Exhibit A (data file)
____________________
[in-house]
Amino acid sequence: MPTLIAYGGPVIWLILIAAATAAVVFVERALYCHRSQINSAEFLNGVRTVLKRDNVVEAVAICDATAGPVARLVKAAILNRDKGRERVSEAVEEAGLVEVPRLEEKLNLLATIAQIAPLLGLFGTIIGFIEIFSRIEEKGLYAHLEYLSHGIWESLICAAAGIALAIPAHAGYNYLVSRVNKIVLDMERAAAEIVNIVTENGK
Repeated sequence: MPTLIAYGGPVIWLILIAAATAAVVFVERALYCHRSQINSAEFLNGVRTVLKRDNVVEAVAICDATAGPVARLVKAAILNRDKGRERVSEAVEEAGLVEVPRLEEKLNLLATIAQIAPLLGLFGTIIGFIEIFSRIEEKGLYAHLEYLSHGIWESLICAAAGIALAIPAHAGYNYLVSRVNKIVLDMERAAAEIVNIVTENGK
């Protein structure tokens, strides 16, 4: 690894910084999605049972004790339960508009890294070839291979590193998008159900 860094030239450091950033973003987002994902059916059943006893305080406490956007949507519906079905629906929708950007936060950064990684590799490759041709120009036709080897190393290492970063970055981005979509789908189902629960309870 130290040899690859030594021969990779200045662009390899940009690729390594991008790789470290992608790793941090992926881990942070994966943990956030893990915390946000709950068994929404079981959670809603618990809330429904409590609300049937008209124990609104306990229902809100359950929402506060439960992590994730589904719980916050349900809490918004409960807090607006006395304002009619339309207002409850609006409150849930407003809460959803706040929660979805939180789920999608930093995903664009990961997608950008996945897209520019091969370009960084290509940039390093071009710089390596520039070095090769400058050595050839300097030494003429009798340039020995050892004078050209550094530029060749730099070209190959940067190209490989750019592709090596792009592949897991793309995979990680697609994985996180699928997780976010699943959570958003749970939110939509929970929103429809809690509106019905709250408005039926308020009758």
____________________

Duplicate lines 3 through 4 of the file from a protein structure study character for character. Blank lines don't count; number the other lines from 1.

Repeated sequence: MPTLIAYGGPVIWLILIAAATAAVVFVERALYCHRSQINSAEFLNGVRTVLKRDNVVEAVAICDATAGPVARLVKAAILNRDKGRERVSEAVEEAGLVEVPRLEEKLNLLATIAQIAPLLGLFGTIIGFIEIFSRIEEKGLYAHLEYLSHGIWESLICAAAGIALAIPAHAGYNYLVSRVNKIVLDMERAAAEIVNIVTENGK
């Protein structure tokens, strides 16, 4: 690894910084999605049972004790339960508009890294070839291979590193998008159900 860094030239450091950033973003987002994902059916059943006893305080406490956007949507519906079905629906929708950007936060950064990684590799490759041709120009036709080897190393290492970063970055981005979509789908189902629960309870 130290040899690859030594021969990779200045662009390899940009690729390594991008790789470290992608790793941090992926881990942070994966943990956030893990915390946000709950068994929404079981959670809603618990809330429904409590609300049937008209124990609104306990229902809100359950929402506060439960992590994730589904719980916050349900809490918004409960807090607006006395304002009619339309207002409850609006409150849930407003809460959803706040929660979805939180789920999608930093995903664009990961997608950008996945897209520019091969370009960084290509940039390093071009710089390596520039070095090769400058050595050839300097030494003429009798340039020995050892004078050209550094530029060749730099070209190959940067190209490989750019592709090596792009592949897991793309995979990680697609994985996180699928997780976010699943959570958003749970939110939509929970929103429809809690509106019905709250408005039926308020009758």